Inlays and onlays are more durable and last much longer than traditional fillings — up to 30 years. They can be made of tooth-coloured composite resin, porcelain, or gold. An onlay can be used to protect a weakened tooth because it can cover the top chewing surface and distribute the forces around the tooth like a crown.

Another type of inlay and onlay — direct inlays and onlays — follow similar processes and procedures as the indirect, but the direct is made in the mouth and can be placed in one visit. The type of inlay or onlay used depends on how much sound tooth structure remains and consideration of any cosmetic concerns.

Temporary fillings are used under the following circumstances:
1. For fillings that require more than one appointment — for example, before placement of gold fillings and for certain filling procedures (called indirect fillings) that use composite materials
2. Following a root canal
3. To allow a tooth’s nerve to “settle down” if the pulp became irritated
4. If emergency dental treatment is needed (such as to address a toothache)

Temporary fillings are just that; they are not meant to last. They usually fall out, fracture, or wear out within a month. Be sure to contact your dentist to have a temporary filling replaced with a permanent one. If you don’t, the tooth could become infected or you could have other complications.

Over the past several years, concerns have been raised about silver-coloured fillings, otherwise called amalgam fillings. Because these fillings contain the toxic substance mercury, some people think they are responsible for causing a number of diseases, including autism, Alzheimer’s disease, and multiple sclerosis.

The American Dental Association (ADA), the FDA, and numerous public health agencies say there’s no proof that dental fillings cause harm to consumers. The causes of autism, Alzheimer’s disease, and multiple sclerosis remain unknown. Additionally, there is no solid scientific evidence to back up the claim that if a person has amalgam fillings removed, he or she will be cured of these or any other diseases.

Although amalgams do contain mercury, when they are mixed with other metals, such as silver, copper, tin, and zinc, they form a stable alloy that dentists have used for more than 100 years to fill and preserve hundreds of millions of decayed teeth.

If you are pregnant, your dentist will most likely advise against an amalgam filling, but they can discuss this further with you. 

Tooth Pain and Sensitivity
Tooth sensitivity following placement of a filling is common. A tooth may be sensitive to pressure, air, sweet foods, or temperature. Usually, the sensitivity resolves on its own within a few weeks. During this time, avoid those things that are causing the sensitivity. Pain relievers are generally not required.

Contact your dentist if the sensitivity does not subside within two to four weeks or if your tooth is extremely sensitive. He or she may recommend a desensitizing toothpaste, may apply a desensitizing agent to the tooth, or possibly suggest a root canal procedure.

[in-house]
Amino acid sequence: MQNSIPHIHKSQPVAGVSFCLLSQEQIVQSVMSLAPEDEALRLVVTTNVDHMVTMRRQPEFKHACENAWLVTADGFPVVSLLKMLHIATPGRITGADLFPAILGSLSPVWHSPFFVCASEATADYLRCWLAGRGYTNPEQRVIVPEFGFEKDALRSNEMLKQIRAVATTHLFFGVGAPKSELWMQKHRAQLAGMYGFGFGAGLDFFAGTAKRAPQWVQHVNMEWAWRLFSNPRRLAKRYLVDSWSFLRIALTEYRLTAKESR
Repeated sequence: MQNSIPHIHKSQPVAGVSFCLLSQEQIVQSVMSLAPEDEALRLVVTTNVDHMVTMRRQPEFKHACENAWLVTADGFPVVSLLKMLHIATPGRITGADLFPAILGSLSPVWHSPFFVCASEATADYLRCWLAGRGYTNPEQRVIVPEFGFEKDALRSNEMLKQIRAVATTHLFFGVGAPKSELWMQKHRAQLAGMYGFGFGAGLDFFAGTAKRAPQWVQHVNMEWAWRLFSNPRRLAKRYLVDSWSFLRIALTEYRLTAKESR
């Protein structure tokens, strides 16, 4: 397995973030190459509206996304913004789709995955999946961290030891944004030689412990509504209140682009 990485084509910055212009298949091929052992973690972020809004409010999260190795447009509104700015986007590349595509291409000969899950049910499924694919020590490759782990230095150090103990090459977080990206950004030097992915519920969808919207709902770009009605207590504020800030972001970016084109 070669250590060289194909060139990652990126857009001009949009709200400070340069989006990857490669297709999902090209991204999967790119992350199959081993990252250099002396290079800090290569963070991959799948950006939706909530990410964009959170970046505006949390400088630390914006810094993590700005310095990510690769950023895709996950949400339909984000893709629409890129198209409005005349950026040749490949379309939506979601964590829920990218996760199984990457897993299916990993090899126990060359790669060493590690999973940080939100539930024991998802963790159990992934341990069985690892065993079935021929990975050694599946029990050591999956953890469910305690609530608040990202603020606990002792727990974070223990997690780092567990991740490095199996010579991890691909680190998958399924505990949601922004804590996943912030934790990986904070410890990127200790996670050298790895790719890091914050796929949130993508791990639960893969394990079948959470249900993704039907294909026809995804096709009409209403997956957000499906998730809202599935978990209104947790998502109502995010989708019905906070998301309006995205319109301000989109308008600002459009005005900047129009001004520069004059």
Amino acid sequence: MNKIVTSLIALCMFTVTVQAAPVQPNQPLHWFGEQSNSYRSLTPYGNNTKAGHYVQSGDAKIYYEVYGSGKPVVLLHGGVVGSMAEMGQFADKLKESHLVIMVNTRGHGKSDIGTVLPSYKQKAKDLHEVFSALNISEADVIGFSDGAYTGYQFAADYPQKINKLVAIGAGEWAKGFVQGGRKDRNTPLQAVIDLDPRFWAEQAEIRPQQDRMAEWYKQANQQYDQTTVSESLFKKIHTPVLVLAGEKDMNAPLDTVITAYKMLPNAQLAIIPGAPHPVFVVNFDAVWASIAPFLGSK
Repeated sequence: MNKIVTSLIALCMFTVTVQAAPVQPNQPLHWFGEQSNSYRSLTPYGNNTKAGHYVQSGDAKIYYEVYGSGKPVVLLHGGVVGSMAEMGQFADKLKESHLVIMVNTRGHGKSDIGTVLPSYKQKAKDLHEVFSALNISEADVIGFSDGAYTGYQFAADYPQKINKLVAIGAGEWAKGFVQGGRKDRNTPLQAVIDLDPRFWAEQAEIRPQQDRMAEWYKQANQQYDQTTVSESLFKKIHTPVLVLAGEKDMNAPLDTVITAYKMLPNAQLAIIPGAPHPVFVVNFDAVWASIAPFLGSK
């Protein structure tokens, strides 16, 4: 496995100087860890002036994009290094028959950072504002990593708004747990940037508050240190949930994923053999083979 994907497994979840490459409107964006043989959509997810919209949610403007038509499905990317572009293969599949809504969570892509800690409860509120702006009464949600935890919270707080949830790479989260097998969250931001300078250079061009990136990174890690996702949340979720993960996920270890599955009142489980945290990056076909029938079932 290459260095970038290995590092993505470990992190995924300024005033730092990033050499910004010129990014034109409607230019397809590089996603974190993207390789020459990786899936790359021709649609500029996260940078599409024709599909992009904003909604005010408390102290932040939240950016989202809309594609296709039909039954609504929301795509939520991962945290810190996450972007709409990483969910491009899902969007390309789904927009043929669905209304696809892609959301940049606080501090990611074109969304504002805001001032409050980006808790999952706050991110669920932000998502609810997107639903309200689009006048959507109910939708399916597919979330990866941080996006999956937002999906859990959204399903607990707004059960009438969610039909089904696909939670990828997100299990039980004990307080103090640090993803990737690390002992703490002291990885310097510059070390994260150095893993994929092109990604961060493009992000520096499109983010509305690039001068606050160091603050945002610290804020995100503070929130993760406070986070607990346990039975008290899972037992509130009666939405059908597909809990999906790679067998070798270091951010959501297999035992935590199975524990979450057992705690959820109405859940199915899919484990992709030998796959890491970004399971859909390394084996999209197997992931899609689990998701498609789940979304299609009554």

Pain around the fillings can also occur. If you experience pain when you bite, the filling may be interfering with your bite. You will need to return to your dentist and have the filling reshaped. If you experience pain when your teeth touch, the pain is likely caused by the touching of two different metal surfaces (for example, the silver amalgam in a newly filled tooth and a gold crown on another tooth with which it touches). This pain should resolve on its own within a short period of time.

If the decay was very deep or close to the pulp of the tooth, you may experience a “toothache-type” pain. This “toothache” response may indicate this tissue is no longer healthy. If this is the case, root canal therapy may be required.

Sometimes people experience what is known as referred pain, this is pain or sensitivity in other teeth besides the one that received the filling. With this particular pain, there is likely nothing wrong with your teeth. The filled tooth is simply passing along “pain signals” it’s receiving to other teeth. This pain should decrease on its own over 1 to 2 weeks.

Constant pressure from chewing, grinding, or clenching can cause dental fillings to wear away, chip, or crack. Although you may not be able to tell that a filling is wearing down, your dentist can identify weaknesses in them during a regular check-up.

If the seal between the tooth enamel and the filling breaks down, food particles and decay-causing bacteria can work their way under the filling. You then run the risk of developing additional decay in that tooth. Decay that is left untreated can progress to infect the dental pulp and may cause an abscessed tooth.

If the filling is large or the recurrent decay is extensive, there may not be enough tooth structure remaining to support a replacement filling. In these cases, your dentist may need to replace the filling with a crown.

New fillings that fall out may be the result of improper cavity preparation, contamination before the filling is placed, or a fracture of the filling from a bite or chewing trauma. Older restorations will generally be lost due to decay or fracturing of the remaining tooth.

Firstly, your dentist will need to examine and then remove the decayed area within the tooth, before the filling can be placed. Your dentist will offer you the option of having the area numbed first, with the use of anaesthetic. 

Once the decay has been removed, your dentist will shape, clean, and dry the remaining tooth so that it can take the filling best suited to your tooth’s condition. Once the filling is in, your dentist will finish and polish it. For more specialist fillings, such as tooth-coloured resins, there may be additional steps involved which will require the use of a temporary filling. 

To maintain your fillings, you should follow good oral hygiene practices. This includes:

  • Visiting your dentist for regular cleanings 
  • Brushing with a fluoride toothpaste at least twice a day
  • Flossing and using an antibacterial mouthwash at least once, daily

If your dentist suspects that a filling might be cracked or is “leaking”, they will take X-Rays to assess the situation. If your tooth is extremely sensitive, if you feel a sharp edge, if you notice a crack in the filling, or if a piece of the filling is missing, be sure to call your dentist for an appointment. 

Allergic reactions to silver fillings are rare. Fewer than 100 cases have ever been reported, according to the ADA. In these rare circumstances, mercury or one of the metals used in an amalgam restoration is thought to trigger an allergic response. 

Symptoms of amalgam allergy are like those experienced in a typical skin allergy and include skin rashes and itching. Patients who suffer amalgam allergies typically have a medical or family history of allergies to metals. Once an allergy is confirmed, another restorative material can be used.